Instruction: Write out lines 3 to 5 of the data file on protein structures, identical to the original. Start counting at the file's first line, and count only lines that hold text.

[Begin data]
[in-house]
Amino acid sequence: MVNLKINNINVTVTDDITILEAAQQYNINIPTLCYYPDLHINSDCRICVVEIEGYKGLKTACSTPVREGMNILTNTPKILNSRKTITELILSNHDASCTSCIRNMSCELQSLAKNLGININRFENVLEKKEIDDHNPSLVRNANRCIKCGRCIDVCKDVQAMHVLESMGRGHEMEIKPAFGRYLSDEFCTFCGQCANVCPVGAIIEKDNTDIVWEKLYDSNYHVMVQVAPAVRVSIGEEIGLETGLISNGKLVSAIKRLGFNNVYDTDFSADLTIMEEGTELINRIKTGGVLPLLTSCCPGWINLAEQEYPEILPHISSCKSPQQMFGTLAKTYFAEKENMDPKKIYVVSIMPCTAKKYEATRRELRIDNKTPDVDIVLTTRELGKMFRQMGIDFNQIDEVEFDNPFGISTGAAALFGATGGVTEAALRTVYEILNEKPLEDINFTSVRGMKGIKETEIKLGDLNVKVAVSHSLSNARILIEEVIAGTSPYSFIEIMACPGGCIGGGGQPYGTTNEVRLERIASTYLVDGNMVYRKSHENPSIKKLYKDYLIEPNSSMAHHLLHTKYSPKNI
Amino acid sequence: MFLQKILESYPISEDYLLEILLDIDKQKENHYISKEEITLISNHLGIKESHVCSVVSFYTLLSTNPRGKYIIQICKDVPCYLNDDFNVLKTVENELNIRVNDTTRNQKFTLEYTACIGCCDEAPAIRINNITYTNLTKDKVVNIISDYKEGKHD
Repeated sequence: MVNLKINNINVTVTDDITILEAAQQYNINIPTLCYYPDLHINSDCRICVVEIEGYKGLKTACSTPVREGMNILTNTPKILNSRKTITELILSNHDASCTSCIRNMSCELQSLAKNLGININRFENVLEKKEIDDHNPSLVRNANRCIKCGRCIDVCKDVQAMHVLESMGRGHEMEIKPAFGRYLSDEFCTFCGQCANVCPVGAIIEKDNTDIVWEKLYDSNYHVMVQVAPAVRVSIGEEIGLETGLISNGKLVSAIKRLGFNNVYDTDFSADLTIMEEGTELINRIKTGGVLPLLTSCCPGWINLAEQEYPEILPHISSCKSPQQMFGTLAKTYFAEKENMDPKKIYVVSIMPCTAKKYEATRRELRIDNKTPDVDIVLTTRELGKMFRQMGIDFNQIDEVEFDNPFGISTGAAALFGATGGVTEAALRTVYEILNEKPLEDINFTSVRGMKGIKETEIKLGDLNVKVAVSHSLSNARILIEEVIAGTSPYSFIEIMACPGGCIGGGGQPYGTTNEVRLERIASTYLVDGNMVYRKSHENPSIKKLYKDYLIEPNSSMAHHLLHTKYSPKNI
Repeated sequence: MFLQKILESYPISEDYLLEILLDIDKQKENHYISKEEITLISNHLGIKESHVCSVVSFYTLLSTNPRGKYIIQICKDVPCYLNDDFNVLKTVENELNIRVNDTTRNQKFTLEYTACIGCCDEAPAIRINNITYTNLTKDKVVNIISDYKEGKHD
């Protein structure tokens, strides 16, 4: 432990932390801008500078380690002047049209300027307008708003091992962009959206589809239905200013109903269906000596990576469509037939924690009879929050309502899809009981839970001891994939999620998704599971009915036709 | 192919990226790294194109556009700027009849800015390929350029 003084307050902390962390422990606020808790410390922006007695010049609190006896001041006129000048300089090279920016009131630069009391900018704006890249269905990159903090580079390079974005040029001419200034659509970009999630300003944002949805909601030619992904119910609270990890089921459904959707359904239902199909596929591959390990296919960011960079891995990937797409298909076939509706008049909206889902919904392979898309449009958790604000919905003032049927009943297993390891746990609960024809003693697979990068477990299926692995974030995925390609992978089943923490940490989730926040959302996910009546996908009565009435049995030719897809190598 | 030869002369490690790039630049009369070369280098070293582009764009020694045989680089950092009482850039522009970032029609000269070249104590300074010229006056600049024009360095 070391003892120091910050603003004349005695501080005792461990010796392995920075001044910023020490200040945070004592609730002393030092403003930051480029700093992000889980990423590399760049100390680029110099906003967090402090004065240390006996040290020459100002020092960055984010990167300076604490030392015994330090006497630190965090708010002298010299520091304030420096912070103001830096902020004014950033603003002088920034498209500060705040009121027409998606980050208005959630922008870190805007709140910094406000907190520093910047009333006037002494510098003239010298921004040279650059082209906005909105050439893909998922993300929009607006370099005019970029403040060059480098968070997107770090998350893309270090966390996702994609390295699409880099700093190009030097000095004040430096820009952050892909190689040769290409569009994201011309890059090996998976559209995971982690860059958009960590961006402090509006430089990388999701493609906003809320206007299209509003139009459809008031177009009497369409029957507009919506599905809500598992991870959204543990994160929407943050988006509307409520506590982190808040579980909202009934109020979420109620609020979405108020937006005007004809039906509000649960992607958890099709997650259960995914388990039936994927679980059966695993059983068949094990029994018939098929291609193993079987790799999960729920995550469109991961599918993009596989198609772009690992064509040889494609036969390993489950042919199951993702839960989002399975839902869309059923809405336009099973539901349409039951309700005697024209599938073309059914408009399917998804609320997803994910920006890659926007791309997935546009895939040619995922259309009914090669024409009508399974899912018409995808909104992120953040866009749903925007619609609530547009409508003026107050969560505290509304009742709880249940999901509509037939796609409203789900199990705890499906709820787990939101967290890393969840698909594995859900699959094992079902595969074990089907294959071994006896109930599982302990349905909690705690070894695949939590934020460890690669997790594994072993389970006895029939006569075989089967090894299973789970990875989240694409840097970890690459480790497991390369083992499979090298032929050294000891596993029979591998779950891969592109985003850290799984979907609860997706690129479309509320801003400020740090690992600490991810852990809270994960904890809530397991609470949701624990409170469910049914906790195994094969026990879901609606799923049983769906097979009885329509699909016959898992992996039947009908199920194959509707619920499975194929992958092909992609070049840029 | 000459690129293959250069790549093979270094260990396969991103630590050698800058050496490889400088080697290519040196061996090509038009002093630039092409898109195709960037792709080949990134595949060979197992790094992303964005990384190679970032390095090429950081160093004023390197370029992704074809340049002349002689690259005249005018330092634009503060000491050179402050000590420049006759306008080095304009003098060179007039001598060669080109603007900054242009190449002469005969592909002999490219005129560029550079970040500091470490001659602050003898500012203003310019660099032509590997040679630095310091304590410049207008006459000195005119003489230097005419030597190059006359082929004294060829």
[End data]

Amino acid sequence: MFLQKILESYPISEDYLLEILLDIDKQKENHYISKEEITLISNHLGIKESHVCSVVSFYTLLSTNPRGKYIIQICKDVPCYLNDDFNVLKTVENELNIRVNDTTRNQKFTLEYTACIGCCDEAPAIRINNITYTNLTKDKVVNIISDYKEGKHD
Repeated sequence: MVNLKINNINVTVTDDITILEAAQQYNINIPTLCYYPDLHINSDCRICVVEIEGYKGLKTACSTPVREGMNILTNTPKILNSRKTITELILSNHDASCTSCIRNMSCELQSLAKNLGININRFENVLEKKEIDDHNPSLVRNANRCIKCGRCIDVCKDVQAMHVLESMGRGHEMEIKPAFGRYLSDEFCTFCGQCANVCPVGAIIEKDNTDIVWEKLYDSNYHVMVQVAPAVRVSIGEEIGLETGLISNGKLVSAIKRLGFNNVYDTDFSADLTIMEEGTELINRIKTGGVLPLLTSCCPGWINLAEQEYPEILPHISSCKSPQQMFGTLAKTYFAEKENMDPKKIYVVSIMPCTAKKYEATRRELRIDNKTPDVDIVLTTRELGKMFRQMGIDFNQIDEVEFDNPFGISTGAAALFGATGGVTEAALRTVYEILNEKPLEDINFTSVRGMKGIKETEIKLGDLNVKVAVSHSLSNARILIEEVIAGTSPYSFIEIMACPGGCIGGGGQPYGTTNEVRLERIASTYLVDGNMVYRKSHENPSIKKLYKDYLIEPNSSMAHHLLHTKYSPKNI
Repeated sequence: MFLQKILESYPISEDYLLEILLDIDKQKENHYISKEEITLISNHLGIKESHVCSVVSFYTLLSTNPRGKYIIQICKDVPCYLNDDFNVLKTVENELNIRVNDTTRNQKFTLEYTACIGCCDEAPAIRINNITYTNLTKDKVVNIISDYKEGKHD